Throughout this week we have been reviewing the journey of accusatory instruments which commence criminal cases. We have retraced their movements from the complainants whose accusation inspires their creation through the courts who validate the structure of their content to the attorneys who discredit them or modify them to more accurately represent the facts. While following this journey has revealed the function of what an accusatory instrument does, we now shift our attention to how and why an accusatory instrument does those things by reviewing the form and content prescribed in CPL § 100.15.
Accusations are not lightly taken because they are backed by the full force of the Criminal Justice system. Investigators, Police, Prisons, Attorneys, Judges, and Juries are all called into service to act upon them. CPL § 100.15 is constructed with these service-members in mind, as to guarantee that their services are not wasted on baseless rumors and hearsay. As such, the initiate of an accusation – the complainant – is required to possess personal knowledge, information, or belief of the facts contained in the accusation.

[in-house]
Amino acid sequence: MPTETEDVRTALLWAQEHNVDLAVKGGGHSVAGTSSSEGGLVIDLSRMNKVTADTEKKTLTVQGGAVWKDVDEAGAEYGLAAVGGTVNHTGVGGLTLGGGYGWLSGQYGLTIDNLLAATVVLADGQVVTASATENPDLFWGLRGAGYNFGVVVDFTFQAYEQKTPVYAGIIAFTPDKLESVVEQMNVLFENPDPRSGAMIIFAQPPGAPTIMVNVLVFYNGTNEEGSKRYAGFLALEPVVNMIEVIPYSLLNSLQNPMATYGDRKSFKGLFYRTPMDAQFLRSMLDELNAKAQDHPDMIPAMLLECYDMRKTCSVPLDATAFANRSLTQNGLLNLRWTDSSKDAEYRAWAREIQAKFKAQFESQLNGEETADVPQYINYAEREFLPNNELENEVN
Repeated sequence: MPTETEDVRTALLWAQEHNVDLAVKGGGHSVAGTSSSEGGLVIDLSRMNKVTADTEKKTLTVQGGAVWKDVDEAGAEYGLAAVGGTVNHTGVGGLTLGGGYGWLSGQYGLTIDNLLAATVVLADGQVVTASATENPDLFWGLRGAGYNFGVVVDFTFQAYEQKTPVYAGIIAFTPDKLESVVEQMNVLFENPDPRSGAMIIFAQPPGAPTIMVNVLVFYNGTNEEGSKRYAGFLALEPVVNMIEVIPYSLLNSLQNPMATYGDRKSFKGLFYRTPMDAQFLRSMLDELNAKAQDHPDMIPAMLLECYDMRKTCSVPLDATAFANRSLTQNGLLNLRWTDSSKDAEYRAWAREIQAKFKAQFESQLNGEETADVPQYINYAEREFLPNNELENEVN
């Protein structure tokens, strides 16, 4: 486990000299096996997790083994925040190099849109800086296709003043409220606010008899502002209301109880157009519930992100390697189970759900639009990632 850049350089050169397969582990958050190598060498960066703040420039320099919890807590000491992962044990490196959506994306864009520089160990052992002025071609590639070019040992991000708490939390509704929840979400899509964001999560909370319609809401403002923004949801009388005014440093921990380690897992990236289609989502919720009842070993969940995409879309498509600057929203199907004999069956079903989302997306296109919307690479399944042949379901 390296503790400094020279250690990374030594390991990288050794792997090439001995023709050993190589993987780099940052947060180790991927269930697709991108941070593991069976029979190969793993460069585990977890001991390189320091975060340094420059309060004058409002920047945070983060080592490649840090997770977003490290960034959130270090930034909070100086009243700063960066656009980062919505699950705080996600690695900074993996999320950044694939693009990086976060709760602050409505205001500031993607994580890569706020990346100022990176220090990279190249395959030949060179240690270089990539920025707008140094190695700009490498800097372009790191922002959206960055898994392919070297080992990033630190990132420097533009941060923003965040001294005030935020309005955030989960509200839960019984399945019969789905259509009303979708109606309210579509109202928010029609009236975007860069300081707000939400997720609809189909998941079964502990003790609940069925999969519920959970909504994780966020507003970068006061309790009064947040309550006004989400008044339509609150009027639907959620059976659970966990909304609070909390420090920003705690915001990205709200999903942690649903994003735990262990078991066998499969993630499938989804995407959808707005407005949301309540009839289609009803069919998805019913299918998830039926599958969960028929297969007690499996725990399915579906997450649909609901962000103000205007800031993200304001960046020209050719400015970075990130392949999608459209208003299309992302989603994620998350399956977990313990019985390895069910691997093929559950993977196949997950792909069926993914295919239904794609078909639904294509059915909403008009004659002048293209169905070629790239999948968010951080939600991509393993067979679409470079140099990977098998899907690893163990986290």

CPL § 100.15 subsection 1 requires that each instrument contain the name of the court in which it is filed, a proper title, and the complainant’s signature. In addition, “each instrument must contain an accusatory part and a factual part.”